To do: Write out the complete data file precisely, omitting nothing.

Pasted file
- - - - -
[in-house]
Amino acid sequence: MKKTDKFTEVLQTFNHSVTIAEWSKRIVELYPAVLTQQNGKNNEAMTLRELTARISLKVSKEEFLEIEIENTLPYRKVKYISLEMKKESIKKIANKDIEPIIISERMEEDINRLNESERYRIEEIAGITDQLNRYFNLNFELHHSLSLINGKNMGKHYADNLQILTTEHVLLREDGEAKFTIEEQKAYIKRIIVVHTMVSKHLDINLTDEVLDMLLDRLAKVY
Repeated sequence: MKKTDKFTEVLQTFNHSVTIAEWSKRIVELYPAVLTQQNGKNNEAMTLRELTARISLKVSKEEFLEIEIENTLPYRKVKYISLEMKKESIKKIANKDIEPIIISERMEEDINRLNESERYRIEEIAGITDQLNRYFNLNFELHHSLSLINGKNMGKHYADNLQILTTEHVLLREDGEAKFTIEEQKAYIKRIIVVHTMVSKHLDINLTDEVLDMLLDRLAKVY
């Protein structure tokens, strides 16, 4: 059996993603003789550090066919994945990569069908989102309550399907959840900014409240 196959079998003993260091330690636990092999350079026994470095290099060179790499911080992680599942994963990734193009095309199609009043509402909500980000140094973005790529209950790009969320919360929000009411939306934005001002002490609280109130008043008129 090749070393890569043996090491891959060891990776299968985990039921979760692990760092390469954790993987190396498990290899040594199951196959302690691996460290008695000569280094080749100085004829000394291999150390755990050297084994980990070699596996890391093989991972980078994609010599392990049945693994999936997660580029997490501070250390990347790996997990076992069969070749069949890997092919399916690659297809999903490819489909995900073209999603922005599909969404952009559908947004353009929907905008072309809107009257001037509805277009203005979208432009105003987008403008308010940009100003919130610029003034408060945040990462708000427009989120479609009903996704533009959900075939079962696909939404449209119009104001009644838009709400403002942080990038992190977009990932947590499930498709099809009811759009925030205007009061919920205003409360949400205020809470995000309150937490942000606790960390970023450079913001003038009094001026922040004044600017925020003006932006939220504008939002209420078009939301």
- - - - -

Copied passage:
[in-house]
Amino acid sequence: MKKTDKFTEVLQTFNHSVTIAEWSKRIVELYPAVLTQQNGKNNEAMTLRELTARISLKVSKEEFLEIEIENTLPYRKVKYISLEMKKESIKKIANKDIEPIIISERMEEDINRLNESERYRIEEIAGITDQLNRYFNLNFELHHSLSLINGKNMGKHYADNLQILTTEHVLLREDGEAKFTIEEQKAYIKRIIVVHTMVSKHLDINLTDEVLDMLLDRLAKVY
Repeated sequence: MKKTDKFTEVLQTFNHSVTIAEWSKRIVELYPAVLTQQNGKNNEAMTLRELTARISLKVSKEEFLEIEIENTLPYRKVKYISLEMKKESIKKIANKDIEPIIISERMEEDINRLNESERYRIEEIAGITDQLNRYFNLNFELHHSLSLINGKNMGKHYADNLQILTTEHVLLREDGEAKFTIEEQKAYIKRIIVVHTMVSKHLDINLTDEVLDMLLDRLAKVY
């Protein structure tokens, strides 16, 4: 059996993603003789550090066919994945990569069908989102309550399907959840900014409240 196959079998003993260091330690636990092999350079026994470095290099060179790499911080992680599942994963990734193009095309199609009043509402909500980000140094973005790529209950790009969320919360929000009411939306934005001002002490609280109130008043008129 090749070393890569043996090491891959060891990776299968985990039921979760692990760092390469954790993987190396498990290899040594199951196959302690691996460290008695000569280094080749100085004829000394291999150390755990050297084994980990070699596996890391093989991972980078994609010599392990049945693994999936997660580029997490501070250390990347790996997990076992069969070749069949890997092919399916690659297809999903490819489909995900073209999603922005599909969404952009559908947004353009929907905008072309809107009257001037509805277009203005979208432009105003987008403008308010940009100003919130610029003034408060945040990462708000427009989120479609009903996704533009959900075939079962696909939404449209119009104001009644838009709400403002942080990038992190977009990932947590499930498709099809009811759009925030205007009061919920205003409360949400205020809470995000309150937490942000606790960390970023450079913001003038009094001026922040004044600017925020003006932006939220504008939002209420078009939301």